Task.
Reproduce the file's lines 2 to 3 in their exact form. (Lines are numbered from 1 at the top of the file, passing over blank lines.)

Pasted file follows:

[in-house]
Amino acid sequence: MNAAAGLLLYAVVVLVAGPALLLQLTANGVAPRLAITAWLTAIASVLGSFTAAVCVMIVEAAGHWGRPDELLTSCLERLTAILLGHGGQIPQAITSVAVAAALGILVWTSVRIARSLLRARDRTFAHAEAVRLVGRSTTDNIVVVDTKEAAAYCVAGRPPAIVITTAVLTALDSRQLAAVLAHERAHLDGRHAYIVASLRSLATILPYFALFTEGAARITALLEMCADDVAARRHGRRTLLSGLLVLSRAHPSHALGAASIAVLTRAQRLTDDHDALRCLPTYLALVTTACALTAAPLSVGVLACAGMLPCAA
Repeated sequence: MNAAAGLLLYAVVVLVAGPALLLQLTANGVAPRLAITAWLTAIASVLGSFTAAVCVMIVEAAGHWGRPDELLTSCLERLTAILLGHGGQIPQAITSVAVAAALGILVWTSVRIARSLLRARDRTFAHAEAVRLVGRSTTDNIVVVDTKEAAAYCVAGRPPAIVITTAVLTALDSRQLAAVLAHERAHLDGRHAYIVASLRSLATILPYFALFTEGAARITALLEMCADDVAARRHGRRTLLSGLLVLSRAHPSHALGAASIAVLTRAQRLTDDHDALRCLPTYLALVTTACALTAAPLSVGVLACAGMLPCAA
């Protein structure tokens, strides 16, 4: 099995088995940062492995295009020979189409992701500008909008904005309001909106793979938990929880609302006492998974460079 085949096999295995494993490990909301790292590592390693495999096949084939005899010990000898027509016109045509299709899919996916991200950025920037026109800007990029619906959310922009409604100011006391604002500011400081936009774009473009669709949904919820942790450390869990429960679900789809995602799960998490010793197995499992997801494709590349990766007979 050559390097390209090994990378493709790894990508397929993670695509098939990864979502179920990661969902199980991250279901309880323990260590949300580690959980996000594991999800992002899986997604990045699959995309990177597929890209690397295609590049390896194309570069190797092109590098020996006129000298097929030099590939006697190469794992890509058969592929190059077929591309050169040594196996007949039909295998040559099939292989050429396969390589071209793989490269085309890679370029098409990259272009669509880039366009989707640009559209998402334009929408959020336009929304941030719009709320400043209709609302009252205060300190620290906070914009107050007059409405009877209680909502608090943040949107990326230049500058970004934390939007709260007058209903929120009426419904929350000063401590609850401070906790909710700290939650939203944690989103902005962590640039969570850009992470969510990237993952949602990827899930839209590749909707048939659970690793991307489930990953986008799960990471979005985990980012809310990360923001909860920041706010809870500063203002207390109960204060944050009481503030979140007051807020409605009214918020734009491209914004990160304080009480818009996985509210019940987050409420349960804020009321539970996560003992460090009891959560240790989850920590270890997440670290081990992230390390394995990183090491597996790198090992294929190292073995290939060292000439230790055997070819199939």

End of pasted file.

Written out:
Amino acid sequence: MNAAAGLLLYAVVVLVAGPALLLQLTANGVAPRLAITAWLTAIASVLGSFTAAVCVMIVEAAGHWGRPDELLTSCLERLTAILLGHGGQIPQAITSVAVAAALGILVWTSVRIARSLLRARDRTFAHAEAVRLVGRSTTDNIVVVDTKEAAAYCVAGRPPAIVITTAVLTALDSRQLAAVLAHERAHLDGRHAYIVASLRSLATILPYFALFTEGAARITALLEMCADDVAARRHGRRTLLSGLLVLSRAHPSHALGAASIAVLTRAQRLTDDHDALRCLPTYLALVTTACALTAAPLSVGVLACAGMLPCAA
Repeated sequence: MNAAAGLLLYAVVVLVAGPALLLQLTANGVAPRLAITAWLTAIASVLGSFTAAVCVMIVEAAGHWGRPDELLTSCLERLTAILLGHGGQIPQAITSVAVAAALGILVWTSVRIARSLLRARDRTFAHAEAVRLVGRSTTDNIVVVDTKEAAAYCVAGRPPAIVITTAVLTALDSRQLAAVLAHERAHLDGRHAYIVASLRSLATILPYFALFTEGAARITALLEMCADDVAARRHGRRTLLSGLLVLSRAHPSHALGAASIAVLTRAQRLTDDHDALRCLPTYLALVTTACALTAAPLSVGVLACAGMLPCAA